André Schütte/Wikimedia Commons
As people from Guatemala and Honduras continue to seek sanctuary in the US for a variety of reasons, including violence and poverty, another factor driving their migration has gotten much less attention: climate disruption.
Many members of the migrant "caravans" that made headlines during the 2018 US midterm elections are fleeing a massive drought that has lasted for five years.
The drought has hit harder in some places than in others, says John Sutter, senior investigative reporter for CNN, who went to rural Honduras to report on climate change and immigration. In the area of Central America known as the "dry corridor," for example, drought is not uncommon. But, Sutter says, some of the climate scientists he spoke with say they are seeing unprecedented effects.
“In particular, spring rains, which are incredibly important for corn crops — a staple in this region — just haven't been coming,” Sutter reports. “They're almost completely missing when you look at the average rainfall by the month. It's partly that rains have decreased; it’s partly that they've shifted and are no longer falling in the seasons when they have been so useful to farmers in the past. But it's been very troubling and created a lot of hardship.”
André Schütte/Wikimedia Commons
Many people who live in the dry corridor of Central America are subsistence farmers, completely reliant on what they grow for their survival. Unlike in the US and parts of Europe, there is no crop insurance or other programs to tide farmers over in bad years. Often, there are no irrigation systems, either. So, if the rains don’t fall, crops simply don’t grow.
“If you have year after year after year — and, at this point, essentially five years of very bad drought conditions — then that's when conditions can lead to hunger and starvation.”
“If you have one bad year and the rains don't fall, that creates a certain stress,” Sutter says. “If you have year after year after year — and, at this point, essentially five years of very bad drought conditions — then that's when conditions can lead to hunger and starvation.”
The UN Food and Agriculture Organization says 2 million people in the region are at risk for hunger, Sutter points out.
“I think that's [something] people underestimate about the caravan, or any migration story, really, when you hear about it: It has to be really bad for you to want to flee a problem,” Sutter says. “There’s an incredible attachment to a sense of home and place, especially among people who are farmers, who are attached to the land. It's a big deal to think about leaving. That gives you a hint at how intense the situation is for many farmers.”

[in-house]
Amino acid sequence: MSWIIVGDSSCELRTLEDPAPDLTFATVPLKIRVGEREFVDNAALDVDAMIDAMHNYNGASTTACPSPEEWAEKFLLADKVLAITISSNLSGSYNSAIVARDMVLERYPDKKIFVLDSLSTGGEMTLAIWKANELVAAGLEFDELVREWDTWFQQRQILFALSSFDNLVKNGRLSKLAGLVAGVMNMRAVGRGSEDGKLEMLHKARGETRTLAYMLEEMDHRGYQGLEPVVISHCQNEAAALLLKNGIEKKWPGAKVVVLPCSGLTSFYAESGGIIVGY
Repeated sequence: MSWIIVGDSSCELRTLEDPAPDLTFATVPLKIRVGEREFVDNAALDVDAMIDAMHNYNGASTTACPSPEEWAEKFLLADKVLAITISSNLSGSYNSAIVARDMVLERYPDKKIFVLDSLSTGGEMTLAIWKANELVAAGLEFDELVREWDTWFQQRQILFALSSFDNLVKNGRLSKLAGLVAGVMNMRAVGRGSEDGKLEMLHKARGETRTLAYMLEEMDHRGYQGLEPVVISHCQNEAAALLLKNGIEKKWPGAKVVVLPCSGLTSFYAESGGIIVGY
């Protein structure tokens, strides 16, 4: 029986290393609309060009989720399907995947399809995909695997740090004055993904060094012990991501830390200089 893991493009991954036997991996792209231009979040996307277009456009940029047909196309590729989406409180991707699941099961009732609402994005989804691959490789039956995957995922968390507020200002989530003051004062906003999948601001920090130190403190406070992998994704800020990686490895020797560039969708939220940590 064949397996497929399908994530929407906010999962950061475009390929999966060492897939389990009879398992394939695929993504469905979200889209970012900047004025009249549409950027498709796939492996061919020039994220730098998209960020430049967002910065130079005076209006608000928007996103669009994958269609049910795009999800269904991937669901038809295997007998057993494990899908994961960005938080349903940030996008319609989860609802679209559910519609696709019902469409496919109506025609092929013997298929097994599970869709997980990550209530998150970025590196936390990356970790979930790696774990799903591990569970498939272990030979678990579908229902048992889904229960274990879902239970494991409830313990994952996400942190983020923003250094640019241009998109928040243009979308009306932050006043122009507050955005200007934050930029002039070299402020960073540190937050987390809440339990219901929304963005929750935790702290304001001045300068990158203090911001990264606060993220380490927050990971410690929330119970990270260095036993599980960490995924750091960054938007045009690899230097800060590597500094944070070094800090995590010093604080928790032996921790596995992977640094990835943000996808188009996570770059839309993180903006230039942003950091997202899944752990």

While President Donald Trump claims that caravans of migrants heading from Central America to the US are an “invasion” of “gang members and very bad people,” his own commissioner of the US Customs and Border Protection says that crop failure is one of the main drivers of migration.
“Migration stories are always complex. ... It's not untrue that violence is driving people out; it’s not untrue that poverty is driving people out. But it is also true that climate change and severe drought are causing people to move from Central America, and from other [regions].
“Migration stories are always complex,” Sutter says. “It's not untrue that violence is driving people out; it’s not untrue that poverty is driving people out. But it is also true that climate change and severe drought are causing people to move from Central America, and from other [regions]. And I think that we have to look at that in a clear-eyed way and think about what that means.”
He adds: “I wish the administration, or really anyone in Washington, would talk about this issue of migration in terms of climate change, because the projections for how many climate migrants or climate refugees there will be in the world are uncertain, and we're not preparing for that.”
If anything, Sutter says, the United States and some European countries are doing the opposite. They are putting up walls and barriers and trying to slow the movement of people — fully knowing that climate change is going to push people out their homes.
The United States has done more than any other country to cause global warming, while many of the people suffering from the worst effects of this warming have done little, if anything, to cause it, Sutter points out.
“I think it's a really important moral question we need to ask ourselves: We’re causing this hardship in parts of the world many of us may never travel through or see, but it’s real and it's causing repercussions, one of which is that people are on the move to try to make ends meet, to try to make a livelihood,” Sutter says. “It doesn't invalidate the other stories that we've heard about the caravan, but it certainly complicates them.”
Many climate experts believe the big, industrialized countries — the US, Europe, China — owe it to these people to tell this part of the story to the world.